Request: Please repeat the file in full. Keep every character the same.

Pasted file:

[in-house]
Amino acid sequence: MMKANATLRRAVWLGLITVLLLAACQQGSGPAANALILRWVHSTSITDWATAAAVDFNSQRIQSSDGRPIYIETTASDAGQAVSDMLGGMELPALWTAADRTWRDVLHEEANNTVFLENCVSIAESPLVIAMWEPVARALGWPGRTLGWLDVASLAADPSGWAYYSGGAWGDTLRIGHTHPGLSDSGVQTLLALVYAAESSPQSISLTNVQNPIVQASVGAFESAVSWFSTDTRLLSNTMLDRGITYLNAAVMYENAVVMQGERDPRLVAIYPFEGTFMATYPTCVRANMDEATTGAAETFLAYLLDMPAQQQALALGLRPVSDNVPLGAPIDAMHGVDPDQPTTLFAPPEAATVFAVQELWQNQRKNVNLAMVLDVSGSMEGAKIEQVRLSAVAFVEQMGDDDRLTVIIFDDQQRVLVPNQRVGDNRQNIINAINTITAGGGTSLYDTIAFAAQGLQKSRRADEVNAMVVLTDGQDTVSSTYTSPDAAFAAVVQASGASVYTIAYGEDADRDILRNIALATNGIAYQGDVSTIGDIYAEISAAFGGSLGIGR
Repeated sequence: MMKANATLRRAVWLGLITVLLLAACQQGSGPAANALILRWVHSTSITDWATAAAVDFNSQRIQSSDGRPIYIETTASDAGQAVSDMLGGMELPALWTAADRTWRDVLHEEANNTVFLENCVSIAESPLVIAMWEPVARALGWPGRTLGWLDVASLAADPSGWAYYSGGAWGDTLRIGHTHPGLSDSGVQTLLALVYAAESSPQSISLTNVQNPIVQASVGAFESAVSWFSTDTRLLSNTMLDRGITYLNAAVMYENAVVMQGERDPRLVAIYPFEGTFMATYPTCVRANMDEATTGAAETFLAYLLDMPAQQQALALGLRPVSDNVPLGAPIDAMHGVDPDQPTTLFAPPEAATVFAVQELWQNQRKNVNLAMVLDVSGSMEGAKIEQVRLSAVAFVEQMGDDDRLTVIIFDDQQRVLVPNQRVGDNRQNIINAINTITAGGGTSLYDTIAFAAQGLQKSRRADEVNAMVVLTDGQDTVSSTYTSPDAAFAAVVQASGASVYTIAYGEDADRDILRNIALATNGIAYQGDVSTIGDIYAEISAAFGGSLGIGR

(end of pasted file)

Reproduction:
[in-house]
Amino acid sequence: MMKANATLRRAVWLGLITVLLLAACQQGSGPAANALILRWVHSTSITDWATAAAVDFNSQRIQSSDGRPIYIETTASDAGQAVSDMLGGMELPALWTAADRTWRDVLHEEANNTVFLENCVSIAESPLVIAMWEPVARALGWPGRTLGWLDVASLAADPSGWAYYSGGAWGDTLRIGHTHPGLSDSGVQTLLALVYAAESSPQSISLTNVQNPIVQASVGAFESAVSWFSTDTRLLSNTMLDRGITYLNAAVMYENAVVMQGERDPRLVAIYPFEGTFMATYPTCVRANMDEATTGAAETFLAYLLDMPAQQQALALGLRPVSDNVPLGAPIDAMHGVDPDQPTTLFAPPEAATVFAVQELWQNQRKNVNLAMVLDVSGSMEGAKIEQVRLSAVAFVEQMGDDDRLTVIIFDDQQRVLVPNQRVGDNRQNIINAINTITAGGGTSLYDTIAFAAQGLQKSRRADEVNAMVVLTDGQDTVSSTYTSPDAAFAAVVQASGASVYTIAYGEDADRDILRNIALATNGIAYQGDVSTIGDIYAEISAAFGGSLGIGR
Repeated sequence: MMKANATLRRAVWLGLITVLLLAACQQGSGPAANALILRWVHSTSITDWATAAAVDFNSQRIQSSDGRPIYIETTASDAGQAVSDMLGGMELPALWTAADRTWRDVLHEEANNTVFLENCVSIAESPLVIAMWEPVARALGWPGRTLGWLDVASLAADPSGWAYYSGGAWGDTLRIGHTHPGLSDSGVQTLLALVYAAESSPQSISLTNVQNPIVQASVGAFESAVSWFSTDTRLLSNTMLDRGITYLNAAVMYENAVVMQGERDPRLVAIYPFEGTFMATYPTCVRANMDEATTGAAETFLAYLLDMPAQQQALALGLRPVSDNVPLGAPIDAMHGVDPDQPTTLFAPPEAATVFAVQELWQNQRKNVNLAMVLDVSGSMEGAKIEQVRLSAVAFVEQMGDDDRLTVIIFDDQQRVLVPNQRVGDNRQNIINAINTITAGGGTSLYDTIAFAAQGLQKSRRADEVNAMVVLTDGQDTVSSTYTSPDAAFAAVVQASGASVYTIAYGEDADRDILRNIALATNGIAYQGDVSTIGDIYAEISAAFGGSLGIGR